A 2014 report by the Aberdeen Group includes the results of a survey asking what people found most challenging about spreadsheets. The biggest reported challenge was version control issues.
At least people are becoming aware of the problems—even if they are still failing to address them.
One statement in the report that depresses me is
…Best-in-Class organizations are 40% more likely than All Others to have enterprise software that has an interface that mirrors the look and feel of spreadsheets.
My guess is that this is correlation, not causality. But it’s indicative of a perspective that plagues the software industry. Most software is just a copy of something else. Very few people sit down and attempt to build efficient user interfaces.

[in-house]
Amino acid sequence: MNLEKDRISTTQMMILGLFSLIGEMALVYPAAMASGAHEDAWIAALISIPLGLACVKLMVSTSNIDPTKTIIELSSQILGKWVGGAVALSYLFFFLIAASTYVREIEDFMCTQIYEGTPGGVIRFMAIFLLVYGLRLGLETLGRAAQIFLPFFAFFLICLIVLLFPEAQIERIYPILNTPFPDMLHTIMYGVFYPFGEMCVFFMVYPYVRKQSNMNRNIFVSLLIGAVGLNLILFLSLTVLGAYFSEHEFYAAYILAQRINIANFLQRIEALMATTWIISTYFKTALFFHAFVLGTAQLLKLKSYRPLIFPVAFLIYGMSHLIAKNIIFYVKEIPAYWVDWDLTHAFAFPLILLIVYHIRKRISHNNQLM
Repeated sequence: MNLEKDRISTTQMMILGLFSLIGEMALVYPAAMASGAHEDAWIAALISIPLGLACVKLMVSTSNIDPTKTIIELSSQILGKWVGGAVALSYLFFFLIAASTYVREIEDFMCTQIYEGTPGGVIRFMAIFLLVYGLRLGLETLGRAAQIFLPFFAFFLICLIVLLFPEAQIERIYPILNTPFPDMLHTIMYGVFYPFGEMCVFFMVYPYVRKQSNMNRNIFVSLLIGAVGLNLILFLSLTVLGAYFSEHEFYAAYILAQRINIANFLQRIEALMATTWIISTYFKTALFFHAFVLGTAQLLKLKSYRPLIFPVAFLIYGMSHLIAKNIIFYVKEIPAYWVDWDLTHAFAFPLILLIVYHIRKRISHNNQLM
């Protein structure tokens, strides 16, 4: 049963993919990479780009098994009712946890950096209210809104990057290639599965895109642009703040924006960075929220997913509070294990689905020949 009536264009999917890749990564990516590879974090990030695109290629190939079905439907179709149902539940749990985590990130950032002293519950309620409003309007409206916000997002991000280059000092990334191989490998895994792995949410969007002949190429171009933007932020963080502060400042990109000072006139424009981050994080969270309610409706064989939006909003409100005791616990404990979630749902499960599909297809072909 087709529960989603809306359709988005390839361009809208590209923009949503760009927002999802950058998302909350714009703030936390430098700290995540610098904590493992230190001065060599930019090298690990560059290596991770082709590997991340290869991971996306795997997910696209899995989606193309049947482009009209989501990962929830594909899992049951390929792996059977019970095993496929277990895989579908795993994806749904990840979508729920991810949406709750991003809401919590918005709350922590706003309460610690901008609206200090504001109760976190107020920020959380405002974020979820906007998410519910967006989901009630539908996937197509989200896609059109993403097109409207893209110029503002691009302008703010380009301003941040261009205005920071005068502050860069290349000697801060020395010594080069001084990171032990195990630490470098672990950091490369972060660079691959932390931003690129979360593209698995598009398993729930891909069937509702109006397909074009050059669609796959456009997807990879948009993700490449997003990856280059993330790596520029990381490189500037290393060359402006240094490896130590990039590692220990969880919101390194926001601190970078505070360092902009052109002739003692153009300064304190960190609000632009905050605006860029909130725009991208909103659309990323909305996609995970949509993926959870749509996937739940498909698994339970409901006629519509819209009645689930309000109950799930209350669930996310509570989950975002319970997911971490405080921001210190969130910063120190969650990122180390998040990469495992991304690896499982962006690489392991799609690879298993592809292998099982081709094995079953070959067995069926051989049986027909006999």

There are off-the-shelf components for building grids and everyone knows how to use a spreadsheet, so let’s build something that looks like a spreadsheet. That’s how the argument goes.
However, a spreadsheet isn’t a particularly efficient interface. It benefits from the fact that we’ve all been trained in how it works, but this preexisting knowledge drags down true innovation.
Grids of numbers require interpretation. If I’m in front of a computer, I don’t want to have to think about numbers. That’s why I bought the computer. Software developers need to learn how to deliver insights—not data.